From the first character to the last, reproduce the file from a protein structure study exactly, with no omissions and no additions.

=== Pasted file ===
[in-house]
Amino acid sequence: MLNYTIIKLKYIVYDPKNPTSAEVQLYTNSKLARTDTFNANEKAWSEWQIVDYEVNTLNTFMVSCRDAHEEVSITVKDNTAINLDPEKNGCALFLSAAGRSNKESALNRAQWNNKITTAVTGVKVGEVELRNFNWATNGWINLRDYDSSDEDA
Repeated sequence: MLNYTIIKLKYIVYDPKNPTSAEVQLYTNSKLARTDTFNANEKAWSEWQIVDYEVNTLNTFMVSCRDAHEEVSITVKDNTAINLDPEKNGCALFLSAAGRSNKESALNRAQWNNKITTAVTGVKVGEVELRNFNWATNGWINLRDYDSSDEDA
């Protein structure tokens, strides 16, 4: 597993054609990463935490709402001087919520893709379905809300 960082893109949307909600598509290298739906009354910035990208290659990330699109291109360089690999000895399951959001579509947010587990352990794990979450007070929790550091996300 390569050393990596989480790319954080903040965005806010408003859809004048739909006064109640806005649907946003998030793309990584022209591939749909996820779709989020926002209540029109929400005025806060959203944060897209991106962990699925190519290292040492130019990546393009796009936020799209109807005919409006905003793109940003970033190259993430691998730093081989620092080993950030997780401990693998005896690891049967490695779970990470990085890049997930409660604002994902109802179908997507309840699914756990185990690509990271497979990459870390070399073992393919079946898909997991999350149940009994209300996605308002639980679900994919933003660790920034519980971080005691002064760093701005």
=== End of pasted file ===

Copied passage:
[in-house]
Amino acid sequence: MLNYTIIKLKYIVYDPKNPTSAEVQLYTNSKLARTDTFNANEKAWSEWQIVDYEVNTLNTFMVSCRDAHEEVSITVKDNTAINLDPEKNGCALFLSAAGRSNKESALNRAQWNNKITTAVTGVKVGEVELRNFNWATNGWINLRDYDSSDEDA
Repeated sequence: MLNYTIIKLKYIVYDPKNPTSAEVQLYTNSKLARTDTFNANEKAWSEWQIVDYEVNTLNTFMVSCRDAHEEVSITVKDNTAINLDPEKNGCALFLSAAGRSNKESALNRAQWNNKITTAVTGVKVGEVELRNFNWATNGWINLRDYDSSDEDA
């Protein structure tokens, strides 16, 4: 597993054609990463935490709402001087919520893709379905809300 960082893109949307909600598509290298739906009354910035990208290659990330699109291109360089690999000895399951959001579509947010587990352990794990979450007070929790550091996300 390569050393990596989480790319954080903040965005806010408003859809004048739909006064109640806005649907946003998030793309990584022209591939749909996820779709989020926002209540029109929400005025806060959203944060897209991106962990699925190519290292040492130019990546393009796009936020799209109807005919409006905003793109940003970033190259993430691998730093081989620092080993950030997780401990693998005896690891049967490695779970990470990085890049997930409660604002994902109802179908997507309840699914756990185990690509990271497979990459870390070399073992393919079946898909997991999350149940009994209300996605308002639980679900994919933003660790920034519980971080005691002064760093701005």